This weekend, Weezer will attend the 61st annual Grammy Awards in their hometown of L.A. They’re up for Best Rock Album for 2017’s Pacific Daydream, and whether or not they win, their presence at the awards show underscores the strange but true fact that these alt-rock veterans are at a pop-cultural peak right now. “Having done this for so long, you see there’s just randomly good luck and bad luck,” says frontman Rivers Cuomo. “For whatever reason, the last few months have brought a lot of really good luck, between the success of ‘Africa’ — totally unintended — and getting nominated again for the Grammys — never expected that — and then the SNL skit. It’s like, ‘Wow, what’s going on?'”
Weezer are busier than ever right now, releasing a Teal Album of covers even as they polish off their upcoming all-original Black Album, but Cuomo found a few minutes to chat with RS before the big night. Read on for his thoughts on the band’s history with the Grammys, their plans for this Sunday and why he likes at least one Greta Van Fleet song.
If you win Best Rock Album this year, it will be only Weezer’s second Grammy, after “Pork & Beans” took home Best Music Video in 2009. Did it bother you that you got no love from the Recording Academy back in the Nineties?
I don’t think I even knew what the Grammys were. Grammys, Oscars, Tonys — I had no idea what was what, and we were so critically reviled that it never occurred to us that we would win anything. Part of me now is like, “How come the Blue Album didn’t win?” But you have to go back to 1994. We were really a kids’ band at the time. Our concerts were filled with 10-year-olds. So I get why it wasn’t an album that could be critically appreciated at that moment.
Who in the band is the most excited about going to the Grammys?
Our wives. Apart from that, I don’t know. We’re all so excited. I remember when the White Album got nominated [in 2017], I was still in this self-protective mode: “Fuck the Grammys. I don’t care about any of that. I’m not going.” But [bassist Scott Shriner] was like, “No, guys, this is really important. We all have to go. We probably won’t win, but this is a big moment for Weezer.” He’s a stand-up kind of guy. Ever since then, I get it. I’m on the Grammy train.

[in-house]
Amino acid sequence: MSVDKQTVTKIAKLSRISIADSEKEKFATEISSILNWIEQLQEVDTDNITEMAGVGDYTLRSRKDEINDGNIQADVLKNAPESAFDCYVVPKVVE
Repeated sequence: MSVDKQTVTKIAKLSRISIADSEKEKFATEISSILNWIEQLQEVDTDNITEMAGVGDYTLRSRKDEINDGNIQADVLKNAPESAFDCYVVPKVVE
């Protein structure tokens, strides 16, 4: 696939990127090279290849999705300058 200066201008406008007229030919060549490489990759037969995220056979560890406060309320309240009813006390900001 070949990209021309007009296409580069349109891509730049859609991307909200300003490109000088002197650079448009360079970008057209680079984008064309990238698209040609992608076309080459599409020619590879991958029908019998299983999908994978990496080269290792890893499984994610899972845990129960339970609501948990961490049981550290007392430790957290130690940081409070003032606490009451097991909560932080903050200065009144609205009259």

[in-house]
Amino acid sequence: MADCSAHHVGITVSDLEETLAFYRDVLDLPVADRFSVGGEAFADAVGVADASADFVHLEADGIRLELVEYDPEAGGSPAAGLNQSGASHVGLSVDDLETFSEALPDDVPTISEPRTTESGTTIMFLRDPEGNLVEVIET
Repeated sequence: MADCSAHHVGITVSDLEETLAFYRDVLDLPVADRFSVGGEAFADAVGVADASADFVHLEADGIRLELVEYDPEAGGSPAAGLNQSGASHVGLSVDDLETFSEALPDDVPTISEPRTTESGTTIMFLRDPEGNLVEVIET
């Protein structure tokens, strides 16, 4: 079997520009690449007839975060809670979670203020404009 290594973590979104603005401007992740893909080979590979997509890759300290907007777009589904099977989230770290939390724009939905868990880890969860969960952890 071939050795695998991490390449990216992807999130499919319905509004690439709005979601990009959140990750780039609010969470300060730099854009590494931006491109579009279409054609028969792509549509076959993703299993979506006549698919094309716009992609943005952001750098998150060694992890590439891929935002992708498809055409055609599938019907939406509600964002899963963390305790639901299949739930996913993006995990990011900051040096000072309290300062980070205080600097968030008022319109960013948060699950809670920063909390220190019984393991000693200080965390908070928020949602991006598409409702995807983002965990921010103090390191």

So what’s your strategy for the night of the ceremony this time?
I guess, having gone once, I feel a little more comfortable. I know how it goes. You get there early and you sit with your band in this big hall for the rock award. You lose, and then you feel strangely disappointed, even though you knew you were going to lose. Then you go out and you find other bands and you say hi to them. That’s fun. You congratulate the winner. You go back in, you watch some of the performances, and you go out for dinner. It’s a super-fun night.
What do you think of the other Best Rock Album nominees? You’re up against Greta Van Fleet, Fall Out Boy, Alice in Chains, and Ghost.
Greta Van Fleet has a song that’s incredible — so incredible that I thought it was a cover song. So I looked it up on Wikipedia and was surprised to learn that it’s actually theirs. They’re such a bulls-eye for the category, too. They stand for rock & roll, and Weezer from day one has always been kind of anti-rock rock. We’ve always been an awkward fit for the rock category, as much as we love it.
That band has run into some critical backlash of their own. Do you identify with them?
I’m guessing they get criticized for being extremely derivative, and we didn’t get that one. Although someone did call us Stone Temple Pixies. I remember that from a local paper on our first tour. That really hurt.
The Blue Album turns 25 in May, which means Weezer will be eligible for nomination to the Rock and Roll Hall of Fame later this year. Would you be into that?
Heck yeah! Scott had the chance to go to the Rock and Roll Hall of Fame induction ceremony for the Cars [in 2018]. He was in the Cars for a minute. That would be the next amazing piece of good fortune if it came to us. I know there’s a couple bigger artists from the class of ’94 that would probably get in ahead of us. But you never know.